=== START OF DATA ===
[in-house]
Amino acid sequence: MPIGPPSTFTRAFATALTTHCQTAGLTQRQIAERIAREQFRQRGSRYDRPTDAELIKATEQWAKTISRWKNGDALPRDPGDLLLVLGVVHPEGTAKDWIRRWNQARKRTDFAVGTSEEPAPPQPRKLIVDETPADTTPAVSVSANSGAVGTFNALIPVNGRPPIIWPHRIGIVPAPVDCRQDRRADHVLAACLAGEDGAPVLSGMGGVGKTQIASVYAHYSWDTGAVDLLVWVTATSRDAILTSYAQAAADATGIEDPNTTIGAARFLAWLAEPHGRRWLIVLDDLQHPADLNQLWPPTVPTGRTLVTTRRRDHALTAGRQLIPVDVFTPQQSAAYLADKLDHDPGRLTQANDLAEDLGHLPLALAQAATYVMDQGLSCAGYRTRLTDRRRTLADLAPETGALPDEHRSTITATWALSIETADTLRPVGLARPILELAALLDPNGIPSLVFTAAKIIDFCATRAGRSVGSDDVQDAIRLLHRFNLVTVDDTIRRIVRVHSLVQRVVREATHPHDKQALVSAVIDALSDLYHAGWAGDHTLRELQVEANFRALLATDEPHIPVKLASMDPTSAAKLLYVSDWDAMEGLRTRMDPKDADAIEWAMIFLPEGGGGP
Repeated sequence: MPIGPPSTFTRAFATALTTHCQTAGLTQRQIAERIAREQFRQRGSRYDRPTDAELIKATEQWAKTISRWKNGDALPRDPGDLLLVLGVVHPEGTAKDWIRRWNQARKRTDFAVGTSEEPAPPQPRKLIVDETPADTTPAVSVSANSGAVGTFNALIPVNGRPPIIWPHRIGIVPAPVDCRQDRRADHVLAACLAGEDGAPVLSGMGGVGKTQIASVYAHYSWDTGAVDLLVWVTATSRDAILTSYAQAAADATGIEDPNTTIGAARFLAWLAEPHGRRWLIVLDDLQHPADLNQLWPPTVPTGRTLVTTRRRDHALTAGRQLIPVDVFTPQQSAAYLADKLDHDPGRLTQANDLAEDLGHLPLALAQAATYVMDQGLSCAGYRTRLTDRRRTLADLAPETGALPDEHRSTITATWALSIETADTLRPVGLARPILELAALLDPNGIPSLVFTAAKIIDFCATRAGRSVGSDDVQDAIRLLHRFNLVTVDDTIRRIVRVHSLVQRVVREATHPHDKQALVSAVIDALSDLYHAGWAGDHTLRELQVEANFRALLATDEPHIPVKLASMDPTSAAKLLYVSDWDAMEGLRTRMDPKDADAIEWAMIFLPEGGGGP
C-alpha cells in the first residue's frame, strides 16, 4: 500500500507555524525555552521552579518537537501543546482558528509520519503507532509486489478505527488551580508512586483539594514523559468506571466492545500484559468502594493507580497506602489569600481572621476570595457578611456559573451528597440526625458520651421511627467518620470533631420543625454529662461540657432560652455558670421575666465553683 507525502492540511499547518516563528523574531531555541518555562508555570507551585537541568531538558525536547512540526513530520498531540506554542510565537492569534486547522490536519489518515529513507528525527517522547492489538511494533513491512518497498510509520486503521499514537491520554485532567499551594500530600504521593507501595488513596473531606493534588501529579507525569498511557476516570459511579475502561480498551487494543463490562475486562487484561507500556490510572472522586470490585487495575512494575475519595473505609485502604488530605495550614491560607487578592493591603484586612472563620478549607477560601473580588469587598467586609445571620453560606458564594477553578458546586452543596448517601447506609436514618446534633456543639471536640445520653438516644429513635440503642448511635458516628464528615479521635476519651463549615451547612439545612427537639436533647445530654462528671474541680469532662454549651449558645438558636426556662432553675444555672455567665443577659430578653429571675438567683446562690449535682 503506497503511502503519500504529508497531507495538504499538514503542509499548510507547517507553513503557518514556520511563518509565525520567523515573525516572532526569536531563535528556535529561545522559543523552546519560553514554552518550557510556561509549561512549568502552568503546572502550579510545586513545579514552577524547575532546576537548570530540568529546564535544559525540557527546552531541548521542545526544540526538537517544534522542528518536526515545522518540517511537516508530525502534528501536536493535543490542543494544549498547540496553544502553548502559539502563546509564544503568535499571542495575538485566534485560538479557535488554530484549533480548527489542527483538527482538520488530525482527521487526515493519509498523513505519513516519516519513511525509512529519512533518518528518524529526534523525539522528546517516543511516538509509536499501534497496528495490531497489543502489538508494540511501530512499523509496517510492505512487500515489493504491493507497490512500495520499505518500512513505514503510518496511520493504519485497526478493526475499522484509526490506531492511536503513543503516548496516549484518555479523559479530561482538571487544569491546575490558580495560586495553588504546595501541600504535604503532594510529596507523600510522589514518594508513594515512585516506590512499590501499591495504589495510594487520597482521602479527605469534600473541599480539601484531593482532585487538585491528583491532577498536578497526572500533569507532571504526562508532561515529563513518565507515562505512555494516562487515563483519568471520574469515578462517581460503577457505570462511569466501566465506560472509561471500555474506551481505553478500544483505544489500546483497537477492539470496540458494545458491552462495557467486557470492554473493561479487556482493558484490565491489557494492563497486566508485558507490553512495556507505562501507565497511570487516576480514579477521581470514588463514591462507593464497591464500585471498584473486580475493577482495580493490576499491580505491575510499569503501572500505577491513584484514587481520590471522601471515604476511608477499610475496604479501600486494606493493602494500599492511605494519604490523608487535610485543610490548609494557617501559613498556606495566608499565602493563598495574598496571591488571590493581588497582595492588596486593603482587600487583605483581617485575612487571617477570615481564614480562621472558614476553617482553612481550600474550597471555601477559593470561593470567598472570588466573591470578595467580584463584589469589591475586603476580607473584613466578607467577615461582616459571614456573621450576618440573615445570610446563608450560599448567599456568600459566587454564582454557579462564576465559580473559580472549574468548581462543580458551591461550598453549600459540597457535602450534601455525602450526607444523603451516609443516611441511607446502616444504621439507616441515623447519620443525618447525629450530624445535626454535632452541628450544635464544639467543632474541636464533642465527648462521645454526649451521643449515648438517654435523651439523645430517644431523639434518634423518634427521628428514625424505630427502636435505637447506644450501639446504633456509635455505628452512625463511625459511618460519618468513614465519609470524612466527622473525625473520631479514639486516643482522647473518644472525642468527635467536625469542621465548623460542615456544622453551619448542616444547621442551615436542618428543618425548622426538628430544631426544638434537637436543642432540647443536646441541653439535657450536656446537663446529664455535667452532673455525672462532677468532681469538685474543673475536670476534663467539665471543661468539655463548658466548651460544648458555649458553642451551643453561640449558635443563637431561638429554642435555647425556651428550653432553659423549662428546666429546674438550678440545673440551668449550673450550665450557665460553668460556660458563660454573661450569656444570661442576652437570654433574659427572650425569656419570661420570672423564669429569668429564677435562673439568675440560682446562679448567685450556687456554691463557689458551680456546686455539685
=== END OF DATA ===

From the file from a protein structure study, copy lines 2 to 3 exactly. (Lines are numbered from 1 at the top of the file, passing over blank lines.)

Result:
Amino acid sequence: MPIGPPSTFTRAFATALTTHCQTAGLTQRQIAERIAREQFRQRGSRYDRPTDAELIKATEQWAKTISRWKNGDALPRDPGDLLLVLGVVHPEGTAKDWIRRWNQARKRTDFAVGTSEEPAPPQPRKLIVDETPADTTPAVSVSANSGAVGTFNALIPVNGRPPIIWPHRIGIVPAPVDCRQDRRADHVLAACLAGEDGAPVLSGMGGVGKTQIASVYAHYSWDTGAVDLLVWVTATSRDAILTSYAQAAADATGIEDPNTTIGAARFLAWLAEPHGRRWLIVLDDLQHPADLNQLWPPTVPTGRTLVTTRRRDHALTAGRQLIPVDVFTPQQSAAYLADKLDHDPGRLTQANDLAEDLGHLPLALAQAATYVMDQGLSCAGYRTRLTDRRRTLADLAPETGALPDEHRSTITATWALSIETADTLRPVGLARPILELAALLDPNGIPSLVFTAAKIIDFCATRAGRSVGSDDVQDAIRLLHRFNLVTVDDTIRRIVRVHSLVQRVVREATHPHDKQALVSAVIDALSDLYHAGWAGDHTLRELQVEANFRALLATDEPHIPVKLASMDPTSAAKLLYVSDWDAMEGLRTRMDPKDADAIEWAMIFLPEGGGGP
Repeated sequence: MPIGPPSTFTRAFATALTTHCQTAGLTQRQIAERIAREQFRQRGSRYDRPTDAELIKATEQWAKTISRWKNGDALPRDPGDLLLVLGVVHPEGTAKDWIRRWNQARKRTDFAVGTSEEPAPPQPRKLIVDETPADTTPAVSVSANSGAVGTFNALIPVNGRPPIIWPHRIGIVPAPVDCRQDRRADHVLAACLAGEDGAPVLSGMGGVGKTQIASVYAHYSWDTGAVDLLVWVTATSRDAILTSYAQAAADATGIEDPNTTIGAARFLAWLAEPHGRRWLIVLDDLQHPADLNQLWPPTVPTGRTLVTTRRRDHALTAGRQLIPVDVFTPQQSAAYLADKLDHDPGRLTQANDLAEDLGHLPLALAQAATYVMDQGLSCAGYRTRLTDRRRTLADLAPETGALPDEHRSTITATWALSIETADTLRPVGLARPILELAALLDPNGIPSLVFTAAKIIDFCATRAGRSVGSDDVQDAIRLLHRFNLVTVDDTIRRIVRVHSLVQRVVREATHPHDKQALVSAVIDALSDLYHAGWAGDHTLRELQVEANFRALLATDEPHIPVKLASMDPTSAAKLLYVSDWDAMEGLRTRMDPKDADAIEWAMIFLPEGGGGP